The U.N. mission in the Democratic Republic of Congo has confirmed the killing of at least 16 civilians, mostly women and children, north of the town of Uvira in the province of south Kivu, near the border with Burundi. The United Nations says it suspects the perpetrators to be fighters of the Burundian extremist Hutu FDD, Force for the Defense of Democracy group.
U.N. officials in the town of Uvira confirmed on Friday the killing of 16 civilians, mostly women and children, about 40 kilometers north of the town, which lies on the Burundian border. They discovered the bodies on Wednesday.
Officials said they believed the attacks were carried out by members of the FDD Burundian extremist Hutu rebel group, which has been a thorn in the side of the new government in Burundi, and a threat to peace and stability in eastern Congo.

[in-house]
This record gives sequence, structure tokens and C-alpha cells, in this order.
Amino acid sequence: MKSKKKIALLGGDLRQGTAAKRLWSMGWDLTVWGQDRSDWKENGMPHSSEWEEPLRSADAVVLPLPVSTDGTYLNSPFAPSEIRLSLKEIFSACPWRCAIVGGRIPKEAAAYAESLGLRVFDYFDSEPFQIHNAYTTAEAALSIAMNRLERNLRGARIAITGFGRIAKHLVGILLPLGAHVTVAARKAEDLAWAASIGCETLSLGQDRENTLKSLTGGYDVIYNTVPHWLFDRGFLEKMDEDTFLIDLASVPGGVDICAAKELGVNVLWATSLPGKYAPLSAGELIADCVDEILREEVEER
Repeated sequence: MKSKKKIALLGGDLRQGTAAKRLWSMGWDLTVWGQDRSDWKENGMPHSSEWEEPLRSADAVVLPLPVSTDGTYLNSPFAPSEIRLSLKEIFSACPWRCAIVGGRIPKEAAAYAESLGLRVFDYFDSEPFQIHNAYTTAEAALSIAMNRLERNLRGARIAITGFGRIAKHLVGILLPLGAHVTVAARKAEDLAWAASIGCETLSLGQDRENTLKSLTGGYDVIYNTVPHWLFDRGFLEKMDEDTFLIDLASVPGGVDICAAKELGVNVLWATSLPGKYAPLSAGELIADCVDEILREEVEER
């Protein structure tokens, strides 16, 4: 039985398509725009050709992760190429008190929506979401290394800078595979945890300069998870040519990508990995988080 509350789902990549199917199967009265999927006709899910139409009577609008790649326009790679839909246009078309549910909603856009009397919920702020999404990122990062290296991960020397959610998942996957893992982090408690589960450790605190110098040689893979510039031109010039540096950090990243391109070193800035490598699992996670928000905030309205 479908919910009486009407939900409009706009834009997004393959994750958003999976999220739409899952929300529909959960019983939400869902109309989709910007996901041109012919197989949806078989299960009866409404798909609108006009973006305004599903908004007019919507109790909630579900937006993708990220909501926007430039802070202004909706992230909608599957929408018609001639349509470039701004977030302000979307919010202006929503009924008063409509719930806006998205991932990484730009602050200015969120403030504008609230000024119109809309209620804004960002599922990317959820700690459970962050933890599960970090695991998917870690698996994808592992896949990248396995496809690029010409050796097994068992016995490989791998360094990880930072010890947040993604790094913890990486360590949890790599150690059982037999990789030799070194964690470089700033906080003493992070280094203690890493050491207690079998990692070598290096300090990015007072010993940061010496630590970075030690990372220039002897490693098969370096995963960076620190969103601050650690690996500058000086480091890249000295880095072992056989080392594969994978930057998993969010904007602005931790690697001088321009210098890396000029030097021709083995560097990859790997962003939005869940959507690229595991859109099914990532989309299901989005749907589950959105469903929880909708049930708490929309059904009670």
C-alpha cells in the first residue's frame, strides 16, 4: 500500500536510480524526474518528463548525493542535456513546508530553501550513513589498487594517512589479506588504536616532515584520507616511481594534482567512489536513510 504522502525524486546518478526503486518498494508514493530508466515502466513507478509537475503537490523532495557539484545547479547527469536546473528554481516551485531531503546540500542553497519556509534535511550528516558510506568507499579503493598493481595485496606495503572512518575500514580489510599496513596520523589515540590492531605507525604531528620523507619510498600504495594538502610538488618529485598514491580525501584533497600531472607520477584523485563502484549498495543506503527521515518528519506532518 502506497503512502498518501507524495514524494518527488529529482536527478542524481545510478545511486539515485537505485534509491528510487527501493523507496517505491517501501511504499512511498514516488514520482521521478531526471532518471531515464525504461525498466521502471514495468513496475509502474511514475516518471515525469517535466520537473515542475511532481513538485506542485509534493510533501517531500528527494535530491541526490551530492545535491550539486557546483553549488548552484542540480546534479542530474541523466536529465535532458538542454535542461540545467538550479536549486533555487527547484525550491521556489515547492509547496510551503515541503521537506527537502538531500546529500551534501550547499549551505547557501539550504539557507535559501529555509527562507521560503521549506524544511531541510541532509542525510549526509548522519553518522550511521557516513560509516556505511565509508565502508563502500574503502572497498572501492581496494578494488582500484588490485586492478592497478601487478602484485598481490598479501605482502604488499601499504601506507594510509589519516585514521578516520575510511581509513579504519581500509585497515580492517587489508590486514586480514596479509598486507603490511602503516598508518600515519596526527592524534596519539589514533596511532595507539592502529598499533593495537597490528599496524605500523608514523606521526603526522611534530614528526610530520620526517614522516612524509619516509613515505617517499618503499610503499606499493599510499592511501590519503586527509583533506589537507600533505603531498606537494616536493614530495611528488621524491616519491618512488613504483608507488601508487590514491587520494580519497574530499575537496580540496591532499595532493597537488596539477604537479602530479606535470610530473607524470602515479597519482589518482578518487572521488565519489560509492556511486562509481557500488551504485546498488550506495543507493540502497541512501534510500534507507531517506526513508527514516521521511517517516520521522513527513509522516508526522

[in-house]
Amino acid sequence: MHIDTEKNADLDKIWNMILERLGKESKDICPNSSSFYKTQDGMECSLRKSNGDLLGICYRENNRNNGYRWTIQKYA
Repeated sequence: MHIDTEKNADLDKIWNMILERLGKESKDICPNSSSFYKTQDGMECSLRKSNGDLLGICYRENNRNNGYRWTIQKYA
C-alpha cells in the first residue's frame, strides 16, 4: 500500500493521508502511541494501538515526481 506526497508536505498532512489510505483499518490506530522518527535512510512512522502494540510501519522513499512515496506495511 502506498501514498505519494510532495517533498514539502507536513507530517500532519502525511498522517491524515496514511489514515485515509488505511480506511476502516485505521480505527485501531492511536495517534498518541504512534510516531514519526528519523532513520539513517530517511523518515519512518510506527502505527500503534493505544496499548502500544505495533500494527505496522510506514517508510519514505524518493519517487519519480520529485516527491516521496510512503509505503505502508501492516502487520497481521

The news comes only days after 65 civilians were reported killed in Ituri province in northeastern Congo, near the Ugandan border, some 600 kilometers north of Uvira. There, the conflict has so far claimed over 50,000 lives since 1999, mainly due to fighting between Ugandan and Rwandan-backed Lendu and Hema militia.
But while the U.N. mission has recently been beefed up in Ituri, with a final deployment of some 5,000 troops planned, fewer than 2,000 South African peacekeepers are deployed over both north Kivu and south Kivu province, as well as in the central and southern regions of Maniema and Katanga.
The Kivu region has been particularly volatile in recent years. Hutu extremists involved in the 1994 Rwandan genocide, FDD rebels, Rwandan backed rebels, Mai Mai tribal warriors and various splinter groups and smaller movements are still roaming the hill and forests of the region.